Although these days I work mostly on my computer, there is something special about the chalkboard. The expansiveness of the surface has a way of absorbing me into my work, whereas the outside world and all its distractions are in full view when typing on a laptop or writing on scratch paper.
So it was gratifying to see that experience celebrated in Jessica Wynne’s new book, Do Not Erase, when I logged into my first JMM event this afternoon. Wynne, a photographer and professor at the Fashion Institute of Technology, photographed over 150 mathematicians’ chalkboards for this project. Each photo in the book is paired with an essay by the mathematician whose board is pictured. The book will be available this June, though you can preorder it now with a 30% discount using code JMM21.
Wynne started off by describing how the seed for this book was initially planted–through her friendship with Amie Wilkinson and Benson Farb of the University of Chicago: “One day, Benson is working at his dining room table. For several hours he sits, thinking, jotting down the occasional note. He is creating something beautiful and expansive beyond words.” When asked to explain his work, Farb replies that he can’t.
Later, Wynne traveled to an elementary school in Jaipur, India with her photography students. The school’s chalkboards caught her eye–covered in lessons written in Hindi, they were as incomprehensible as Farb’s mathematical notes. “The writing on these boards reminds me of the symbols in Benson’s notebook. There my project begins to take shape.”
Wynne’s story of her experience leading up to and throughout the project was followed up with a Q&A with the audience. Some highlights–edited for length, clarity, and my inability to transcribe quickly enough to keep up:
Q: What was the most surprising to you after seeing all the blackboards?
JW: Initially, when I started working on the project, the most surprising thing to me was how creative math at this level is, and the connections I saw to the artistic process. One of the things I loved about doing this project was spending time with mathematicians and having conversations with them.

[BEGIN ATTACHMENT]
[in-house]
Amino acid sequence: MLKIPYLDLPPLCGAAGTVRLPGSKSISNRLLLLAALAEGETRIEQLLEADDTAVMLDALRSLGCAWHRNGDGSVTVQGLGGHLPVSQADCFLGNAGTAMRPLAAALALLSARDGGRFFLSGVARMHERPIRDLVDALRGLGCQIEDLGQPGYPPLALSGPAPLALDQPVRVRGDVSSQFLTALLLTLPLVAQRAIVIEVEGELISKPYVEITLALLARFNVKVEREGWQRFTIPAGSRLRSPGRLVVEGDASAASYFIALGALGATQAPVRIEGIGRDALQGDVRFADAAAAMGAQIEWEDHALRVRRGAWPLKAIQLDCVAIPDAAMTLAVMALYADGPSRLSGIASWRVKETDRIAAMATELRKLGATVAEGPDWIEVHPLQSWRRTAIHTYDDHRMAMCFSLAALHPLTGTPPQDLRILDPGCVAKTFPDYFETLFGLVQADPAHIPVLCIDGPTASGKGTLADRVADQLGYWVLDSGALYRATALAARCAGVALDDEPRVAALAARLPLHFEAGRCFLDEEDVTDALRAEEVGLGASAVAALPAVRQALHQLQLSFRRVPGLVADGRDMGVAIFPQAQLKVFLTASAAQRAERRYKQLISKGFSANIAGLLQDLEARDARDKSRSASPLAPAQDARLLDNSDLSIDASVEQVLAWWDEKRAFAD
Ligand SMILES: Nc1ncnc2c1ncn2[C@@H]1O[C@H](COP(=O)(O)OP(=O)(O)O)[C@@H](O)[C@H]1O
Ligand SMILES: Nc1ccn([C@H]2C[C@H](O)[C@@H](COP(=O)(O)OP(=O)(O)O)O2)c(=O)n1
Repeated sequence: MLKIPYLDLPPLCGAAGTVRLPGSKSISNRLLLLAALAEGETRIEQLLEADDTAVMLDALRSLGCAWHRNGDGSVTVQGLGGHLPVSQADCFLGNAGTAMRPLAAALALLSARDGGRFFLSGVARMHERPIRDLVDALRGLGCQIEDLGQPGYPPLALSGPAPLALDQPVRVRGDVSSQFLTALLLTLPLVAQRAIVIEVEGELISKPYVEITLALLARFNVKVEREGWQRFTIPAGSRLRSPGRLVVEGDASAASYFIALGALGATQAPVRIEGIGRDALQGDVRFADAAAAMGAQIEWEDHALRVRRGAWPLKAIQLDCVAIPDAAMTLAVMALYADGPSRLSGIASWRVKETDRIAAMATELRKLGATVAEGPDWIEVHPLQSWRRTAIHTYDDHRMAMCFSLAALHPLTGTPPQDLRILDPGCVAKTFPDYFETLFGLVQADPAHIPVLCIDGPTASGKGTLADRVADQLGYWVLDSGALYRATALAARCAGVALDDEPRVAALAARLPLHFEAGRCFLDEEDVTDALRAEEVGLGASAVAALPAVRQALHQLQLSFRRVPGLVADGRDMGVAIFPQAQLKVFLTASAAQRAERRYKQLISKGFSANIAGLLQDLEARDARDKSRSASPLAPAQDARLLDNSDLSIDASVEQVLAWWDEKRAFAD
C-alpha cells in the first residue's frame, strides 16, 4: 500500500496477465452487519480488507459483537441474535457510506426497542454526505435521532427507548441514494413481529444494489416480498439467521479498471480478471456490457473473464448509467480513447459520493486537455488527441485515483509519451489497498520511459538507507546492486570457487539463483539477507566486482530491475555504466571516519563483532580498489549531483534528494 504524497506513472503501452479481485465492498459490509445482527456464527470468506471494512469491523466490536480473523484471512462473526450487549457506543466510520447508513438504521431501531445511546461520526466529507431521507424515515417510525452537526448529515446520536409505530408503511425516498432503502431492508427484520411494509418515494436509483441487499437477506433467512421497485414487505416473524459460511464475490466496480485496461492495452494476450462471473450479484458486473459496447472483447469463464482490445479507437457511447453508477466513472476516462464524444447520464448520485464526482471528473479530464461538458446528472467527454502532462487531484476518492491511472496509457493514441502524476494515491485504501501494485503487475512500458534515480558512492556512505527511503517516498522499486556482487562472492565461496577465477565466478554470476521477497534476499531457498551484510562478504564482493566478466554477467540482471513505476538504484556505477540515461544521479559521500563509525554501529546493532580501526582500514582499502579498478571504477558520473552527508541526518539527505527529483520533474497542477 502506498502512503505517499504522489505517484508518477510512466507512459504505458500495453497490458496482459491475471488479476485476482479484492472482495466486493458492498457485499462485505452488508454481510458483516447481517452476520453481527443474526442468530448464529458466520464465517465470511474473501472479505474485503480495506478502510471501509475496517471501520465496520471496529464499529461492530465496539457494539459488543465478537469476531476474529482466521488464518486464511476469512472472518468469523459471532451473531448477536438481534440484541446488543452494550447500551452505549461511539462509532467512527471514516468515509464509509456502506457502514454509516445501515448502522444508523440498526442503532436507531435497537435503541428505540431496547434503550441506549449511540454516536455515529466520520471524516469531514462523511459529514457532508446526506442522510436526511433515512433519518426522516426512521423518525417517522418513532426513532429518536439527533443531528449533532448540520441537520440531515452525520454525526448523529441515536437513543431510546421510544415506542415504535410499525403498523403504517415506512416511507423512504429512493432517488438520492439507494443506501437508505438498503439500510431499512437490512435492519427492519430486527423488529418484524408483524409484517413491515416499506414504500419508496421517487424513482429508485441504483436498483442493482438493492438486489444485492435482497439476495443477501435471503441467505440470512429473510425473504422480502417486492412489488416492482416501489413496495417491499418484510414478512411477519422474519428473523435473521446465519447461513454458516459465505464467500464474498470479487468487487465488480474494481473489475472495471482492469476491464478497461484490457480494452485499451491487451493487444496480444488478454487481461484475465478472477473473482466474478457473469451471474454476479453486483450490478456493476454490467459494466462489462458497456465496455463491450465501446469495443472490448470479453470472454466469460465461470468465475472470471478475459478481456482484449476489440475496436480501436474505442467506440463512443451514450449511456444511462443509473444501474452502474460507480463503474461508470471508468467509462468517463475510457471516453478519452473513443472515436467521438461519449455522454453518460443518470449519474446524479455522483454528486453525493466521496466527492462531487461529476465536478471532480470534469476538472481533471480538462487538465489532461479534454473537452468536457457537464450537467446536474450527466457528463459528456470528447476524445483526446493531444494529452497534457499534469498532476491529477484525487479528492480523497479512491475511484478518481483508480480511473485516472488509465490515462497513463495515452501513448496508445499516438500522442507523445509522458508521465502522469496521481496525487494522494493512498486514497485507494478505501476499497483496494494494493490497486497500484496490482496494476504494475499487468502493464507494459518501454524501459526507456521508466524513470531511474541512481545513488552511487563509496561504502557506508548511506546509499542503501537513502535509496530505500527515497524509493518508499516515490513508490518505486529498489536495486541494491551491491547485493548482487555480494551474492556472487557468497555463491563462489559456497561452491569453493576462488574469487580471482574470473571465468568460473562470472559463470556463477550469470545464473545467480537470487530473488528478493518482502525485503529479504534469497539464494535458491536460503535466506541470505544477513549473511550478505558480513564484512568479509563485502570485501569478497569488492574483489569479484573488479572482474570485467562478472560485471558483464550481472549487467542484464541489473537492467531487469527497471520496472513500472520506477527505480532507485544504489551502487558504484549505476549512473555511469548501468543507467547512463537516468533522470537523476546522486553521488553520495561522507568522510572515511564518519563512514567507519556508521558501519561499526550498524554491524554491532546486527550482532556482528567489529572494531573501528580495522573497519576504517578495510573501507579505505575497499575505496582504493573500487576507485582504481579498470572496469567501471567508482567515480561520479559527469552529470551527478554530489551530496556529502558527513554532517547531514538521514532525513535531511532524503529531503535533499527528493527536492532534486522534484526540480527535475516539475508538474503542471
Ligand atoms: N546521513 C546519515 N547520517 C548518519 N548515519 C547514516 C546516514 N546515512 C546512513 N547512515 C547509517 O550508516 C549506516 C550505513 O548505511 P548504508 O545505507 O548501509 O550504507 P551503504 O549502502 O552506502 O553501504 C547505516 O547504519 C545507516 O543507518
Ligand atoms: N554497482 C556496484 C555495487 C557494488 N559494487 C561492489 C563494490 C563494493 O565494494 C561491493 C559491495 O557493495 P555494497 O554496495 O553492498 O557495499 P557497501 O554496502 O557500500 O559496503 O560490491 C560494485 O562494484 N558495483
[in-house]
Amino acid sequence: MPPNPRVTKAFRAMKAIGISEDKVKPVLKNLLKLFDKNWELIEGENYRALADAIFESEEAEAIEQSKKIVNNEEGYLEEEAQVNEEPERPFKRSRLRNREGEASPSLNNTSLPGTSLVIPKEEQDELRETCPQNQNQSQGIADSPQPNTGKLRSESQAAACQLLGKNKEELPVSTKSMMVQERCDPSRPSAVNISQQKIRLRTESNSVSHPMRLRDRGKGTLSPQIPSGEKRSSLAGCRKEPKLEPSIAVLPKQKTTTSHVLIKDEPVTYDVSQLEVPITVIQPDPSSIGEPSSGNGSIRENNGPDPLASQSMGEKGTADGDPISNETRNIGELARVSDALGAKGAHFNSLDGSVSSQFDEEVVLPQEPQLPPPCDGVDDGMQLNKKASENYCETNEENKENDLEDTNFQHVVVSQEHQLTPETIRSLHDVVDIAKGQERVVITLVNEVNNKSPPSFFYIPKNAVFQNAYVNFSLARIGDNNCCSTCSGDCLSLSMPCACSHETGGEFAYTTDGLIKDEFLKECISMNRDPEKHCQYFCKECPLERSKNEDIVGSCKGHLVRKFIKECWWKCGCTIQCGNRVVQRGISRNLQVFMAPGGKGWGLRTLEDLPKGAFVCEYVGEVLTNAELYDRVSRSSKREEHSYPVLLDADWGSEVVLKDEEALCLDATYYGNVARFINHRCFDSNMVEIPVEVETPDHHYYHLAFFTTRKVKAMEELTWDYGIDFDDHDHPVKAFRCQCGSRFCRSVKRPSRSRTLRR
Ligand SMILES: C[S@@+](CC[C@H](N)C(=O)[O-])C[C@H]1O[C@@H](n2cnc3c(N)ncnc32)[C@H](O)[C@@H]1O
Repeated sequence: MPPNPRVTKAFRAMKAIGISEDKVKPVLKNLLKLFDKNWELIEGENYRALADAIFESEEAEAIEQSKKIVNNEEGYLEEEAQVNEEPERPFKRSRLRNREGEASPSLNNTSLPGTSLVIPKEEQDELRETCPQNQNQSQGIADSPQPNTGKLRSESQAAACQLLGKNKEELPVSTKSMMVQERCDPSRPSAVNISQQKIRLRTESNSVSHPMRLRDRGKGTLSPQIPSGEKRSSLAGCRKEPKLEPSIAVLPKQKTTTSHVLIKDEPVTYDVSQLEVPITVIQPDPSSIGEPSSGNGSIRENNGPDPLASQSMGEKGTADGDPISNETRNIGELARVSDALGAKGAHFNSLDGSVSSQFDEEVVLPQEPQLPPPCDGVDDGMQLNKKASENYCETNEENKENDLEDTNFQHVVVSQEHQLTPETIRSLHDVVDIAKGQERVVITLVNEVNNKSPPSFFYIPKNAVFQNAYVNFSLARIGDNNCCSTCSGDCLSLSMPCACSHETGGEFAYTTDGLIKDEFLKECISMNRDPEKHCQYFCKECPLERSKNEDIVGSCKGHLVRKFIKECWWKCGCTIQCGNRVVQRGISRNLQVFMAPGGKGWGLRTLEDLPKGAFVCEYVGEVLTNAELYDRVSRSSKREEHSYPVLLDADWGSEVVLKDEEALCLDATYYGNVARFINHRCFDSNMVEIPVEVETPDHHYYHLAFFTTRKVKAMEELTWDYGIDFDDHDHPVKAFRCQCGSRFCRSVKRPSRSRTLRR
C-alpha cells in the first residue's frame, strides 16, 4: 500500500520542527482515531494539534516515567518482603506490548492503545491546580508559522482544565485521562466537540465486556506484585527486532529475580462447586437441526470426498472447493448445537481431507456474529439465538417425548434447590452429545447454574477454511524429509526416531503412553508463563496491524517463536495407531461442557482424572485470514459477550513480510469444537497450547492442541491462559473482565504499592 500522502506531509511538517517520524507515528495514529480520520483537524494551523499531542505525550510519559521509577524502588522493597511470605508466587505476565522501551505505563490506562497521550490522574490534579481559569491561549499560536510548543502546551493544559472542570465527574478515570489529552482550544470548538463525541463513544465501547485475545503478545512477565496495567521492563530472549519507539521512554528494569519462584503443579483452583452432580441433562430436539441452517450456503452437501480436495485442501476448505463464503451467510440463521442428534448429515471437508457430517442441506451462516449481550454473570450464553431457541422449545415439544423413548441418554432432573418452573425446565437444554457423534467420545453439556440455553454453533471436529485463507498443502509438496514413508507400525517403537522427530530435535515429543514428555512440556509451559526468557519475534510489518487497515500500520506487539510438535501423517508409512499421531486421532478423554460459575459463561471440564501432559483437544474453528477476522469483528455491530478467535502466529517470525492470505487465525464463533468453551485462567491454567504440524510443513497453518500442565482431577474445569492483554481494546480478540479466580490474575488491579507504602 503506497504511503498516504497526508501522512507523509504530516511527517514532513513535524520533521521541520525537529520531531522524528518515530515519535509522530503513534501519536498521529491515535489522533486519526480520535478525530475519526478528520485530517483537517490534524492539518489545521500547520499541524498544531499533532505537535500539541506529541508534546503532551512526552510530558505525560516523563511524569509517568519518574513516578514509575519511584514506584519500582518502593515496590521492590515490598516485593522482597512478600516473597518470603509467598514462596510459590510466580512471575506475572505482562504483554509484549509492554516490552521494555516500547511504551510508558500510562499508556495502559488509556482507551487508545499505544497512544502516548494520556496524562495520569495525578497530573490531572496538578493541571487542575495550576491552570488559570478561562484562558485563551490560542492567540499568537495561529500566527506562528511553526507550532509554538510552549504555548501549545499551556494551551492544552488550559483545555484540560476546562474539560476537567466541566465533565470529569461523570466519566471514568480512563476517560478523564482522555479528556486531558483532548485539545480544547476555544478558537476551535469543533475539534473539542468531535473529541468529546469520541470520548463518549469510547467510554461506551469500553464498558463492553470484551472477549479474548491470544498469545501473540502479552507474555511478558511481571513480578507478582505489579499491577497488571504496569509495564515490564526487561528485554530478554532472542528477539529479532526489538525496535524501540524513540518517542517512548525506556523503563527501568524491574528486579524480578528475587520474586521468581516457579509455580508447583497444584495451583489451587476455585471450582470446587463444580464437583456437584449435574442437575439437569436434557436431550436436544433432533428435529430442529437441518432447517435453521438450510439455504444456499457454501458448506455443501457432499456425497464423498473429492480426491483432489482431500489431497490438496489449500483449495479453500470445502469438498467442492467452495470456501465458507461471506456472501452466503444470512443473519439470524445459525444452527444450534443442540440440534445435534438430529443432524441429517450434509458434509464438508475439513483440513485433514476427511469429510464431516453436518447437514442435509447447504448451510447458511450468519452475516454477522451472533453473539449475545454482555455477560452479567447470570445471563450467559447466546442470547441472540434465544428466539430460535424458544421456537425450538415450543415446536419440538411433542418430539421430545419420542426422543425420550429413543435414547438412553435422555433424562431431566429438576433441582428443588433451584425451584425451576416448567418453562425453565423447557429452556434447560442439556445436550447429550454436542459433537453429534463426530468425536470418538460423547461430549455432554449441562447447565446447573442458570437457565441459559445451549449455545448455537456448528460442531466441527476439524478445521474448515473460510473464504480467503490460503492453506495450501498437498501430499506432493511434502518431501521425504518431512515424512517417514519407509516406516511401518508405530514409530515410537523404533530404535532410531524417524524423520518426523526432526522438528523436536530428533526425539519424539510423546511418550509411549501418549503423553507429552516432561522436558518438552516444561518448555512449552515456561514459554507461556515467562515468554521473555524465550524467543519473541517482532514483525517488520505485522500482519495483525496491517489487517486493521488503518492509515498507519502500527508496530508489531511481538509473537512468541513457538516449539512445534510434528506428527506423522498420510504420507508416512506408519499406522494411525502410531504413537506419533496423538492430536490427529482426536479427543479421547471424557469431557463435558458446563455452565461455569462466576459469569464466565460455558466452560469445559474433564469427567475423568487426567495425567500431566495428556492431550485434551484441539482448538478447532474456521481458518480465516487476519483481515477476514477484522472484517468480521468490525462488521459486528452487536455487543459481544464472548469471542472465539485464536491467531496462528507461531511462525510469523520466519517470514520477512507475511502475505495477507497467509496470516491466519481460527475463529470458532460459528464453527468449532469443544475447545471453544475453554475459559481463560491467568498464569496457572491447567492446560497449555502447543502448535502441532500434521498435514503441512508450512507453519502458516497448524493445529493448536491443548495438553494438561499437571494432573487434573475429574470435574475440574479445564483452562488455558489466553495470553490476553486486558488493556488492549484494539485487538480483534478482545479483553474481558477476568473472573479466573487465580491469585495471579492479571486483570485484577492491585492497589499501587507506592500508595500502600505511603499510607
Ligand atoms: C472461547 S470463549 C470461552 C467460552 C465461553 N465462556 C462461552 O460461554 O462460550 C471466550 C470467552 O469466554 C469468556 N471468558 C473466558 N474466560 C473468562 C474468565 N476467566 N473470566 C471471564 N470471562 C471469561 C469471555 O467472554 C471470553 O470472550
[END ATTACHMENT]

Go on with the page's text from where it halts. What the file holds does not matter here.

Q: What is the aesthetic difference between math on a chalkboard vs a whiteboard?
JW: One of the reasons I restricted to chalkboards was that these boards could have been from 100 or 200 years ago. There’s no sense of time and I liked that. From a visual artist perspective, I liked the way chalk on a board looks and how you can see the different layers through eraser marks and the like. And as a photographer, I think about light, and the way light reflects on a chalkboard has a very different quality.
Q: I’ve always found the eraser blurs as a distraction from the black-and-white contrast. Any thoughts on the smudges?
JW: I think they’re very beautiful, I don’t find them distracting. I’ve shot over 150 boards all over the world, and when I see the eraser marks I can sense the energy and time and frustration of the work.
Q: How did you go about choosing who to include in the book?
JW: A lot of it came about organically. I started by getting to know Amie and Benson and they introduced me to some of their friends. I also was at the common room at Columbia quite a bit and met people that way. Traveling, it was different because I would email people in advance. But there wasn’t a specific agenda in terms of reaching out to particular people. There were also mathematicians that I met who referred me to other people, they were aware of one another’s boardwork which was exciting.
Q: Were people nervous about the content they were writing on the board?
JW: There were a couple of people who panicked when they noticed there was a mistake in their photograph and I reshot the photograph later. I didn’t have anyone that seemed particularly nervous in the moment, though.
Q: Are there enough pictures for a sequel?
JW: I want to keep shooting. I did get a lot of the work done before everything was shut down but there are a lot of places and countries I still want to go and photograph.
Q: Are there any photos you know have mistakes?
JW: I don’t know, but I’m sure there are. That’s part of the artistic process; it’s not interesting if everything is too perfect.